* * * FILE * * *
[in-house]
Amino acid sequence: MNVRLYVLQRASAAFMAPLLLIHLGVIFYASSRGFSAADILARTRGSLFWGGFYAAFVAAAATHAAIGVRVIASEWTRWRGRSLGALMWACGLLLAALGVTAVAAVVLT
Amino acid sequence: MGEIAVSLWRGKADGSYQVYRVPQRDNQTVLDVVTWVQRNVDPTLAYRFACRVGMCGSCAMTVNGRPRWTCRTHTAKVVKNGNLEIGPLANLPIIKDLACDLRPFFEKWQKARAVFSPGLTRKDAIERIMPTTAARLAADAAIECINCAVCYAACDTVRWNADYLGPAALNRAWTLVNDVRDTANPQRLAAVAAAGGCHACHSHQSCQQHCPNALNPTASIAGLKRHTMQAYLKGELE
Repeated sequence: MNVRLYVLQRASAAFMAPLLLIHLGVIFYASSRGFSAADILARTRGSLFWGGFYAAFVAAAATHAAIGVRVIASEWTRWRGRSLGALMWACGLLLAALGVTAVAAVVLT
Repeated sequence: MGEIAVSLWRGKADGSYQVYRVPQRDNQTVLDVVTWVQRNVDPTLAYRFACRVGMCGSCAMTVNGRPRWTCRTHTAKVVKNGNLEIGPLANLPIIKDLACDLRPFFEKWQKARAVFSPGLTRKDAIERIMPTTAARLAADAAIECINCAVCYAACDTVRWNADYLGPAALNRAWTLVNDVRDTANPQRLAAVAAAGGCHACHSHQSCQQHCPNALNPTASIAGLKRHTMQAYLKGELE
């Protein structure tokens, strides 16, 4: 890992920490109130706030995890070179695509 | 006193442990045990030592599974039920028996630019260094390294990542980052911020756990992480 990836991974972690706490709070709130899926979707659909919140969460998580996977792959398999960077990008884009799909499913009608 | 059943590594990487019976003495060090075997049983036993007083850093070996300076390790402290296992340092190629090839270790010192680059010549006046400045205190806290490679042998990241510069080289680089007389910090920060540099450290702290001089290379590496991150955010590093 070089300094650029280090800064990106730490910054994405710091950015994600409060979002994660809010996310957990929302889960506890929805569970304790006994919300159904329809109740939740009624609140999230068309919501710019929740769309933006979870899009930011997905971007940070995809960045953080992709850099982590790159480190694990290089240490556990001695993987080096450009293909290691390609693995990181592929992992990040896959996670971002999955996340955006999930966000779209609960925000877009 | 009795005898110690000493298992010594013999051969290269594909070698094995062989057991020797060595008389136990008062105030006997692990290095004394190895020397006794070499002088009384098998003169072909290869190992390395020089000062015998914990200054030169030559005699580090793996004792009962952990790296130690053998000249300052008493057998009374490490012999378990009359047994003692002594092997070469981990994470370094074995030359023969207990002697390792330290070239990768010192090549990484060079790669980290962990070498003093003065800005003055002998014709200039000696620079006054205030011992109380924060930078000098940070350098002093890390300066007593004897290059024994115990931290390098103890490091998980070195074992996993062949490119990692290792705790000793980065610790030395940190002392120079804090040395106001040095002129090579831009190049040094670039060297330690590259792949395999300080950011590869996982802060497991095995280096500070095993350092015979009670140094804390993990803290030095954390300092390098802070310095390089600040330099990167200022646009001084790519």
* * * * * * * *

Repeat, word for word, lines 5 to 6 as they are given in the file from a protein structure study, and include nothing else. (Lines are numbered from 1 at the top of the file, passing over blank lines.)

Repeated sequence: MGEIAVSLWRGKADGSYQVYRVPQRDNQTVLDVVTWVQRNVDPTLAYRFACRVGMCGSCAMTVNGRPRWTCRTHTAKVVKNGNLEIGPLANLPIIKDLACDLRPFFEKWQKARAVFSPGLTRKDAIERIMPTTAARLAADAAIECINCAVCYAACDTVRWNADYLGPAALNRAWTLVNDVRDTANPQRLAAVAAAGGCHACHSHQSCQQHCPNALNPTASIAGLKRHTMQAYLKGELE
């Protein structure tokens, strides 16, 4: 890992920490109130706030995890070179695509 | 006193442990045990030592599974039920028996630019260094390294990542980052911020756990992480 990836991974972690706490709070709130899926979707659909919140969460998580996977792959398999960077990008884009799909499913009608 | 059943590594990487019976003495060090075997049983036993007083850093070996300076390790402290296992340092190629090839270790010192680059010549006046400045205190806290490679042998990241510069080289680089007389910090920060540099450290702290001089290379590496991150955010590093 070089300094650029280090800064990106730490910054994405710091950015994600409060979002994660809010996310957990929302889960506890929805569970304790006994919300159904329809109740939740009624609140999230068309919501710019929740769309933006979870899009930011997905971007940070995809960045953080992709850099982590790159480190694990290089240490556990001695993987080096450009293909290691390609693995990181592929992992990040896959996670971002999955996340955006999930966000779209609960925000877009 | 009795005898110690000493298992010594013999051969290269594909070698094995062989057991020797060595008389136990008062105030006997692990290095004394190895020397006794070499002088009384098998003169072909290869190992390395020089000062015998914990200054030169030559005699580090793996004792009962952990790296130690053998000249300052008493057998009374490490012999378990009359047994003692002594092997070469981990994470370094074995030359023969207990002697390792330290070239990768010192090549990484060079790669980290962990070498003093003065800005003055002998014709200039000696620079006054205030011992109380924060930078000098940070350098002093890390300066007593004897290059024994115990931290390098103890490091998980070195074992996993062949490119990692290792705790000793980065610790030395940190002392120079804090040395106001040095002129090579831009190049040094670039060297330690590259792949395999300080950011590869996982802060497991095995280096500070095993350092015979009670140094804390993990803290030095954390300092390098802070310095390089600040330099990167200022646009001084790519």